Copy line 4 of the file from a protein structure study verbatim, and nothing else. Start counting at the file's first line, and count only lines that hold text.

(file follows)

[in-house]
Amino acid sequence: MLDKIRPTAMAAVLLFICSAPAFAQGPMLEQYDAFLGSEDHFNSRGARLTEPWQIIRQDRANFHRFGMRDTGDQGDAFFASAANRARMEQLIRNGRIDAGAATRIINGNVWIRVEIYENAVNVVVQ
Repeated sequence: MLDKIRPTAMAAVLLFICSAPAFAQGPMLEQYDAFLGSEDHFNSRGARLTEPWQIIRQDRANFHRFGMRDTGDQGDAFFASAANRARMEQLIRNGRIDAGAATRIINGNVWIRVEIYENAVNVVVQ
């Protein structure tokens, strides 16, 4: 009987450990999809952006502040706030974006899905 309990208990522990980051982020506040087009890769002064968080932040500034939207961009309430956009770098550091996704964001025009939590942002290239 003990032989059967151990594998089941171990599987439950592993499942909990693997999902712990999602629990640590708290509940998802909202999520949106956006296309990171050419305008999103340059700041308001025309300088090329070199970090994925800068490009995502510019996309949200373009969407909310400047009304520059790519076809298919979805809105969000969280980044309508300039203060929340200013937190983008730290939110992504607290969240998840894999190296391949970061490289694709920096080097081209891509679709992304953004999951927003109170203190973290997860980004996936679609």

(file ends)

């Protein structure tokens, strides 16, 4: 009987450990999809952006502040706030974006899905 309990208990522990980051982020506040087009890769002064968080932040500034939207961009309430956009770098550091996704964001025009939590942002290239 003990032989059967151990594998089941171990599987439950592993499942909990693997999902712990999602629990640590708290509940998802909202999520949106956006296309990171050419305008999103340059700041308001025309300088090329070199970090994925800068490009995502510019996309949200373009969407909310400047009304520059790519076809298919979805809105969000969280980044309508300039203060929340200013937190983008730290939110992504607290969240998840894999190296391949970061490289694709920096080097081209891509679709992304953004999951927003109170203190973290997860980004996936679609």